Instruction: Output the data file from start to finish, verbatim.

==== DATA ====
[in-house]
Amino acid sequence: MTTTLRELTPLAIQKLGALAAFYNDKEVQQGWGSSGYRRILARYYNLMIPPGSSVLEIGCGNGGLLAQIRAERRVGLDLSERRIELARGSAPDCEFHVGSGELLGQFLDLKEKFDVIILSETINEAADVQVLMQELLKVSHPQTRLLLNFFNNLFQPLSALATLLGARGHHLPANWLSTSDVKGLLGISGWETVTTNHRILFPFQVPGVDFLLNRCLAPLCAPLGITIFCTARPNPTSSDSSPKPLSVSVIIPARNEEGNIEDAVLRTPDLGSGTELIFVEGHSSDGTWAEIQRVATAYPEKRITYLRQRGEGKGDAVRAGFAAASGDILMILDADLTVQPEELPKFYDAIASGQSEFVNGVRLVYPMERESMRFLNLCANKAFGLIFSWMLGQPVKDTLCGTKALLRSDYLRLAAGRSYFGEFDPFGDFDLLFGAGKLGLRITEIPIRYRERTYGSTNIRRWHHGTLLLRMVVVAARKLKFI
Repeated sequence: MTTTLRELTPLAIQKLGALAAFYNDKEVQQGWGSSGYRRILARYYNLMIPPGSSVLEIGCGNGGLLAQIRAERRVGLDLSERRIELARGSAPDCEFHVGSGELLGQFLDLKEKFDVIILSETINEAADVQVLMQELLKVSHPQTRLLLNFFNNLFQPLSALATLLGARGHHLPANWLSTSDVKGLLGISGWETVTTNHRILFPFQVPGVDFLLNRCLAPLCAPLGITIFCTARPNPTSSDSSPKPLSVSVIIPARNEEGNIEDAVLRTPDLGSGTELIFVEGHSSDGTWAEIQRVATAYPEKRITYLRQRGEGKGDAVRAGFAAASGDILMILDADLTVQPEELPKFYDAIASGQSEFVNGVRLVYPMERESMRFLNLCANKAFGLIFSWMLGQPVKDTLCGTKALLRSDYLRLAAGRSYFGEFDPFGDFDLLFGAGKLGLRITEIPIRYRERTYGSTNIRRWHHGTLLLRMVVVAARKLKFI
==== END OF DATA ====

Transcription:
[in-house]
Amino acid sequence: MTTTLRELTPLAIQKLGALAAFYNDKEVQQGWGSSGYRRILARYYNLMIPPGSSVLEIGCGNGGLLAQIRAERRVGLDLSERRIELARGSAPDCEFHVGSGELLGQFLDLKEKFDVIILSETINEAADVQVLMQELLKVSHPQTRLLLNFFNNLFQPLSALATLLGARGHHLPANWLSTSDVKGLLGISGWETVTTNHRILFPFQVPGVDFLLNRCLAPLCAPLGITIFCTARPNPTSSDSSPKPLSVSVIIPARNEEGNIEDAVLRTPDLGSGTELIFVEGHSSDGTWAEIQRVATAYPEKRITYLRQRGEGKGDAVRAGFAAASGDILMILDADLTVQPEELPKFYDAIASGQSEFVNGVRLVYPMERESMRFLNLCANKAFGLIFSWMLGQPVKDTLCGTKALLRSDYLRLAAGRSYFGEFDPFGDFDLLFGAGKLGLRITEIPIRYRERTYGSTNIRRWHHGTLLLRMVVVAARKLKFI
Repeated sequence: MTTTLRELTPLAIQKLGALAAFYNDKEVQQGWGSSGYRRILARYYNLMIPPGSSVLEIGCGNGGLLAQIRAERRVGLDLSERRIELARGSAPDCEFHVGSGELLGQFLDLKEKFDVIILSETINEAADVQVLMQELLKVSHPQTRLLLNFFNNLFQPLSALATLLGARGHHLPANWLSTSDVKGLLGISGWETVTTNHRILFPFQVPGVDFLLNRCLAPLCAPLGITIFCTARPNPTSSDSSPKPLSVSVIIPARNEEGNIEDAVLRTPDLGSGTELIFVEGHSSDGTWAEIQRVATAYPEKRITYLRQRGEGKGDAVRAGFAAASGDILMILDADLTVQPEELPKFYDAIASGQSEFVNGVRLVYPMERESMRFLNLCANKAFGLIFSWMLGQPVKDTLCGTKALLRSDYLRLAAGRSYFGEFDPFGDFDLLFGAGKLGLRITEIPIRYRERTYGSTNIRRWHHGTLLLRMVVVAARKLKFI